Opinion – Council should rethink plan for Confederate statue
In Charlottesville, statues of Robert E. Lee and Stonewall Jackson were taken away on flatbed trucks this month. In Richmond, a dozen Confederate statues have been removed in the past year, and the legal wrangling over the ordered removal of the Robert E. Lee statue in Lee Circle continues.
Yet in Farmville, the Town Council is moving toward re-erecting its disassembled Confederate statue. The council approved the opening of bids to make sure a site in the town’s Confederate Cemetery could be used for the statue that once stood on High Street.
While the project, estimated to cost up to $100,000, is a compromise plan by the council to relocate the statue in the town’s Confederate Cemetery, the nationwide perception of the project will likely not be a favorable one.
A municipality in Virginia putting up a Confederate statue anywhere, for any amount of money in 2021 will certainly not present a positive image of the town. Toss in the fact that this is Farmville, which is already historically-challenged when it comes to race relations, and the look just gets worse and worse.
It’s time for Town Council to reexamine this issue and decide if re-erecting a Confederate monument in 2021 is really the right thing to do.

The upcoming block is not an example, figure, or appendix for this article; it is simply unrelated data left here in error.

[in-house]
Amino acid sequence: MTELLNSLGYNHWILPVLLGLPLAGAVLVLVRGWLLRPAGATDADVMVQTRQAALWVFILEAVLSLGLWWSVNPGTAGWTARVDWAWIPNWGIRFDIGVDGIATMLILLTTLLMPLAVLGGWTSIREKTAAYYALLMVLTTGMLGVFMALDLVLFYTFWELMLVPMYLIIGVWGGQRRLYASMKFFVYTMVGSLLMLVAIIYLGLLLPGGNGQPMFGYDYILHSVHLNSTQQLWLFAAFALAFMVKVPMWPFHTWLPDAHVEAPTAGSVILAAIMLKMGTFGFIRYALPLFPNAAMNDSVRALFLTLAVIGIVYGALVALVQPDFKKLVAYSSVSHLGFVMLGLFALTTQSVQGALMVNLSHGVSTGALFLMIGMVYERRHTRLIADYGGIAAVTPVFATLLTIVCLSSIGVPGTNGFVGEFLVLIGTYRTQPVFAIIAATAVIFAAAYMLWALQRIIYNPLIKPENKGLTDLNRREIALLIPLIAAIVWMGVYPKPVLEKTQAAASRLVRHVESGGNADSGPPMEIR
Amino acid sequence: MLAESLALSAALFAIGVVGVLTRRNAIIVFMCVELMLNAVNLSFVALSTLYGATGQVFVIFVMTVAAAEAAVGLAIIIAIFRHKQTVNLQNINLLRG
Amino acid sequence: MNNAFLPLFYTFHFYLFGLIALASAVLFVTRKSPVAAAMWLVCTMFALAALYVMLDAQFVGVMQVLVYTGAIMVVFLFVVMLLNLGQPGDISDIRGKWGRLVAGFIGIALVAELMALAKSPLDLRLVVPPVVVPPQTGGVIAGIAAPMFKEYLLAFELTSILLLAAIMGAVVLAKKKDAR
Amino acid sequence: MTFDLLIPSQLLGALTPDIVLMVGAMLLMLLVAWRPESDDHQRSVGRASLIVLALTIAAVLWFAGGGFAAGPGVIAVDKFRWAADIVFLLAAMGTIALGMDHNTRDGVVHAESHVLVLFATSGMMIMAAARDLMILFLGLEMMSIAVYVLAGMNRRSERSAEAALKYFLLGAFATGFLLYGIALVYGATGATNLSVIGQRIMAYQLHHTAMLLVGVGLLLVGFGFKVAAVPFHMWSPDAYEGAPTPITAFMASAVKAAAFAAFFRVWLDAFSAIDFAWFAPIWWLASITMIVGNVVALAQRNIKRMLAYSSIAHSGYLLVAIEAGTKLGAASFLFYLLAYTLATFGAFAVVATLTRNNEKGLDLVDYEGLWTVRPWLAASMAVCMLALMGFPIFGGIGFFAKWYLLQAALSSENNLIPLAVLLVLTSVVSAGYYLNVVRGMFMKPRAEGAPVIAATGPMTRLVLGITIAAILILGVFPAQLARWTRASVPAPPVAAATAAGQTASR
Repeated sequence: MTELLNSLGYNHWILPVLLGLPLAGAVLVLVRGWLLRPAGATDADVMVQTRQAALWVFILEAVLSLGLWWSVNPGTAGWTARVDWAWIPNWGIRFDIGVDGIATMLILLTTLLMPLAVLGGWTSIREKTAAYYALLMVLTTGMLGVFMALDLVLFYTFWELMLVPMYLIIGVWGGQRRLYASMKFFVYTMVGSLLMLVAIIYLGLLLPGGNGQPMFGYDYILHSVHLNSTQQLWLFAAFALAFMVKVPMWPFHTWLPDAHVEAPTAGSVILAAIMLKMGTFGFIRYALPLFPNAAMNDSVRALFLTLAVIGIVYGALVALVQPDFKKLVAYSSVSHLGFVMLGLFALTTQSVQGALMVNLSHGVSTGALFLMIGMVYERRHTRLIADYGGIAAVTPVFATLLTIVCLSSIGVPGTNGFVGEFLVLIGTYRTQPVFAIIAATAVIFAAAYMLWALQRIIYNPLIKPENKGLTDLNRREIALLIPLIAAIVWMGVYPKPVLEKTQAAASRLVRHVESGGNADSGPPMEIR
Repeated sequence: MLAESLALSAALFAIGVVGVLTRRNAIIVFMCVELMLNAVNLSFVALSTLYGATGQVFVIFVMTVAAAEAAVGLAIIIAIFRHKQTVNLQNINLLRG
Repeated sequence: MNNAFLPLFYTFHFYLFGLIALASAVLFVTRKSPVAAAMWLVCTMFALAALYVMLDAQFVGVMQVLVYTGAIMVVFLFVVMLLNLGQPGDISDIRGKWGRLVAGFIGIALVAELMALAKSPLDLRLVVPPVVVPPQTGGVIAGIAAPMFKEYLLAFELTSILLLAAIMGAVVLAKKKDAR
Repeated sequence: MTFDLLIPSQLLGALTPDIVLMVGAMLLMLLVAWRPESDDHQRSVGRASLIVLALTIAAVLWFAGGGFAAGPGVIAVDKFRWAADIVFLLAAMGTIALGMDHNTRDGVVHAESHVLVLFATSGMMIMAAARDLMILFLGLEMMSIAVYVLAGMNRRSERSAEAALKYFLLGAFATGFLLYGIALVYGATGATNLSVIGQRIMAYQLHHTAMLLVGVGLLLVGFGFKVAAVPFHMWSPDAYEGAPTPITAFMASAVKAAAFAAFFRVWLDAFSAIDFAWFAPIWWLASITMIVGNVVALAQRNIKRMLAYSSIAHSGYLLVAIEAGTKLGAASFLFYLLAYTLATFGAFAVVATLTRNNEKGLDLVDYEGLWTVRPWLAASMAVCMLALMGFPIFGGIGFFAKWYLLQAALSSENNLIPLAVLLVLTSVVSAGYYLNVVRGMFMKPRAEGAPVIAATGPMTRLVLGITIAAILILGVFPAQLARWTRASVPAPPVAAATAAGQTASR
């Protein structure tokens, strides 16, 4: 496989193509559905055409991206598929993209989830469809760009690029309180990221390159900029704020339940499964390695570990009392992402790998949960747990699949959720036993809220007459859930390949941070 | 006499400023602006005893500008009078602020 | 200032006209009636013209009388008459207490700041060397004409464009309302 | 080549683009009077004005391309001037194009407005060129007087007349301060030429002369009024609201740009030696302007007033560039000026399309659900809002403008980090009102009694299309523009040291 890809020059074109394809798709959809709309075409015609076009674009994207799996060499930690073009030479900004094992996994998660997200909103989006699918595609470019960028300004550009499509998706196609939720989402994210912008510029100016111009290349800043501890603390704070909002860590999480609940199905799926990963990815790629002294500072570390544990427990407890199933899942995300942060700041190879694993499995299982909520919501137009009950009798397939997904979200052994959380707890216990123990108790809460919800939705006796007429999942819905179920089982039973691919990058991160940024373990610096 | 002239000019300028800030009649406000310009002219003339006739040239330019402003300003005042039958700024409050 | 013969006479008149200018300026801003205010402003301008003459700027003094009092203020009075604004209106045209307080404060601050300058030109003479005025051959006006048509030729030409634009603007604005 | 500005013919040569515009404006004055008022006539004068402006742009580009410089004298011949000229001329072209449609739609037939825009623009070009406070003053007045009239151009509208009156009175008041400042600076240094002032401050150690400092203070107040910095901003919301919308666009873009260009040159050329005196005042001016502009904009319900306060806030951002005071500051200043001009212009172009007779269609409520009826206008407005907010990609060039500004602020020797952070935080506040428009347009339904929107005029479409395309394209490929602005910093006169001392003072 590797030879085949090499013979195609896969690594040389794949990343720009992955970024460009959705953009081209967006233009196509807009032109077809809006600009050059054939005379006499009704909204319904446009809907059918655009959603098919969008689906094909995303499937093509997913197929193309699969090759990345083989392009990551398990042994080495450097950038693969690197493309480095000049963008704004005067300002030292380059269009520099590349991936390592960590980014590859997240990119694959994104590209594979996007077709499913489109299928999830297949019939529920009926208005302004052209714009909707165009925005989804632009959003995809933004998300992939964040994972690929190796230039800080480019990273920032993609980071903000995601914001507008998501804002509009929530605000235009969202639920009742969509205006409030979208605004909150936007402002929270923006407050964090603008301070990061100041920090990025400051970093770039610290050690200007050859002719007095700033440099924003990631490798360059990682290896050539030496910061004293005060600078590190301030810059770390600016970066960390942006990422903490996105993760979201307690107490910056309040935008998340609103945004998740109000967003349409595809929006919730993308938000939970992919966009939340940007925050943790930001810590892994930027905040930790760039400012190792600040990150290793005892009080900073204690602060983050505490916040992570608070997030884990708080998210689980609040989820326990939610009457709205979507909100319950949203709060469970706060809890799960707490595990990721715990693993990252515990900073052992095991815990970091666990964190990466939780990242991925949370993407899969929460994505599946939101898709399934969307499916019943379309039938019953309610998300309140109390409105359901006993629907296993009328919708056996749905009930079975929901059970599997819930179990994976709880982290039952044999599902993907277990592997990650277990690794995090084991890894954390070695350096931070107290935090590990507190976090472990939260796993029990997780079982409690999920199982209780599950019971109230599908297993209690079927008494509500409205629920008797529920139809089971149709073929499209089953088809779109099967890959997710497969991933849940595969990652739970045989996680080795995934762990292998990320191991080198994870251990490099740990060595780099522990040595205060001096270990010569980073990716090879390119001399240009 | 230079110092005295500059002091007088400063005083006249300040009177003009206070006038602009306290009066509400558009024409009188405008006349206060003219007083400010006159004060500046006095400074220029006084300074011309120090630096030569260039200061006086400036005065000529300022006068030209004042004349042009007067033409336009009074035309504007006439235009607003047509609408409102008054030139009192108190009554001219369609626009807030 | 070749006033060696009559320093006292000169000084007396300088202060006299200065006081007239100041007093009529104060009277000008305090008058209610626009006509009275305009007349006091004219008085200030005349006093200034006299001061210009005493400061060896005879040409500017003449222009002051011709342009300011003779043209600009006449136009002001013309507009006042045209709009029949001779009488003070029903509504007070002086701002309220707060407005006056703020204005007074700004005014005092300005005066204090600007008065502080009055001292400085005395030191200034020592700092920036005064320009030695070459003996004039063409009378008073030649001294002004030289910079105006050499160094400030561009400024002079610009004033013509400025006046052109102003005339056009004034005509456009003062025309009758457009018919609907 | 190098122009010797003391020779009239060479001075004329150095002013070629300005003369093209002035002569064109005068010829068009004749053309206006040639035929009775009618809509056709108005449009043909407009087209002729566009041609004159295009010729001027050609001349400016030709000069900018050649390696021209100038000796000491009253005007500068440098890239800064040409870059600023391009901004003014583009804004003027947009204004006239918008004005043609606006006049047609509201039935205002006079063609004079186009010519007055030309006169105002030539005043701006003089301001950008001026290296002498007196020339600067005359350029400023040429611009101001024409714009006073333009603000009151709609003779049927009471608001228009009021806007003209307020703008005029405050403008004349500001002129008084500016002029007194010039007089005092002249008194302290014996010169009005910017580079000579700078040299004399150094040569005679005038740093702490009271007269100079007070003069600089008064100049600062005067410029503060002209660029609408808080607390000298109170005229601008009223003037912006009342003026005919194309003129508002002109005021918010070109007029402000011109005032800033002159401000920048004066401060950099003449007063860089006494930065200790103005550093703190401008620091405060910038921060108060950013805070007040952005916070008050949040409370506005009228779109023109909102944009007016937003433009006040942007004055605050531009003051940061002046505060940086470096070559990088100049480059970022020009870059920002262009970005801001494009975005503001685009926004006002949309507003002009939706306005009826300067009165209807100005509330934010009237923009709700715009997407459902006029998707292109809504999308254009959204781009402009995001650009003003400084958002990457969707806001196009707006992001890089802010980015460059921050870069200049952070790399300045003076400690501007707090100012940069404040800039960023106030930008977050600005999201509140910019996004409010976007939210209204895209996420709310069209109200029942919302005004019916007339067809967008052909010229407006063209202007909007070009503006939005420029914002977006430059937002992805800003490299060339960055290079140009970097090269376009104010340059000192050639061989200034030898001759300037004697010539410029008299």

How long are we required to honor Confederate soldiers who, at the very best, made a poor choice? It’s been more than 150 years since the south lost the Civil War. Why should this generation be required, to maintain the misguided heritage of past generations like a useless antique piece of ugly furniture?
Farmville is ready to move forward. All this statue issue does is remind us of a past when the town made misguided choices and repeatedly found itself on the wrong side of history. This could be another one of those situations where a poor choice puts Farmville in an extremely bad light yet again.
Farmville’s future is in another statue whose path is ironically running parallel to the town’s Confederate statue.
The Barbara Rose Johns statue that will soon represent Virginia in Statuary Hall in the U.S. Capitol tells the story of a Farmville student who saw beyond the status quo, imagined a better day for herself and her fellow students and sparked a movement that changed education in America as we know it.
This is the Farmville we should embrace. A town that acknowledges its failures of the past, recognizes lessons learned and celebrates the promise of a future of equal opportunity for all.
We have much progress to celebrate and great hope in what we can become, but we cannot move forward as a society while we continue to hold onto and celebrate the relics and symbols of past failures.